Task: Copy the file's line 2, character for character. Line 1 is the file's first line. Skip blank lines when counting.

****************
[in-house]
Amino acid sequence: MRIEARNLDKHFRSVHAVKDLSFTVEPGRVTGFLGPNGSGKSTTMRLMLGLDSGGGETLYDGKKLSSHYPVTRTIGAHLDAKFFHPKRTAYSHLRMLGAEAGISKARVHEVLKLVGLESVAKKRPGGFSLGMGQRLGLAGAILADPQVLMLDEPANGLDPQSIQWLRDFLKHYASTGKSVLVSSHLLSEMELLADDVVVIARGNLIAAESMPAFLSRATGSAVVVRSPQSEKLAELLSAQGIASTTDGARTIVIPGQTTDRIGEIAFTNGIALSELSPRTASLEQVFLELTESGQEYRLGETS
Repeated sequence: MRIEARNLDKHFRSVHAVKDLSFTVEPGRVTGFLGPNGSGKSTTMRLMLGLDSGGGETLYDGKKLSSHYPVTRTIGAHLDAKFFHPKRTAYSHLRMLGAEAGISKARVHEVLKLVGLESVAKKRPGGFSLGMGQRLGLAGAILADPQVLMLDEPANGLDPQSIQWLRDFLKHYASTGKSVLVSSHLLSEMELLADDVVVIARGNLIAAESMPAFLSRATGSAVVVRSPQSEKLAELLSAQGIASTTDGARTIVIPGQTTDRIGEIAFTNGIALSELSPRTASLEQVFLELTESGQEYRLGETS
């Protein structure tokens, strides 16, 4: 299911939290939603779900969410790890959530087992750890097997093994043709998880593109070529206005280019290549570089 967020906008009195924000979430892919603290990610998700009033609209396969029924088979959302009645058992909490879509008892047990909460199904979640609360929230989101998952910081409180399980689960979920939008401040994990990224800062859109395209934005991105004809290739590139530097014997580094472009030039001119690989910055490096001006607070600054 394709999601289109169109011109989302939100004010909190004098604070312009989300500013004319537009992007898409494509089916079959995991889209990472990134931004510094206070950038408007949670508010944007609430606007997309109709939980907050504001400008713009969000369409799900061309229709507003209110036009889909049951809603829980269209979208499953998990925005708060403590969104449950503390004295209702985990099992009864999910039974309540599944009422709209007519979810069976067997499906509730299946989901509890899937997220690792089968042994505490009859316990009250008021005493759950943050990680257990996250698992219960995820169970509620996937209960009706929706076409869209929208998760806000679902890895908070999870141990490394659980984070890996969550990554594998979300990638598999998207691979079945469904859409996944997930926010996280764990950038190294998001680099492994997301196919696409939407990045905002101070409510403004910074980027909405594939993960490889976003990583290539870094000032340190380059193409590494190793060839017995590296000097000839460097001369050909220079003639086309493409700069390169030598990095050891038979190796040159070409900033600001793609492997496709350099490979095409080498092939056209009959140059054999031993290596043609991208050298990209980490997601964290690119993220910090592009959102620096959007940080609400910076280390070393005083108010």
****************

Amino acid sequence: MRIEARNLDKHFRSVHAVKDLSFTVEPGRVTGFLGPNGSGKSTTMRLMLGLDSGGGETLYDGKKLSSHYPVTRTIGAHLDAKFFHPKRTAYSHLRMLGAEAGISKARVHEVLKLVGLESVAKKRPGGFSLGMGQRLGLAGAILADPQVLMLDEPANGLDPQSIQWLRDFLKHYASTGKSVLVSSHLLSEMELLADDVVVIARGNLIAAESMPAFLSRATGSAVVVRSPQSEKLAELLSAQGIASTTDGARTIVIPGQTTDRIGEIAFTNGIALSELSPRTASLEQVFLELTESGQEYRLGETS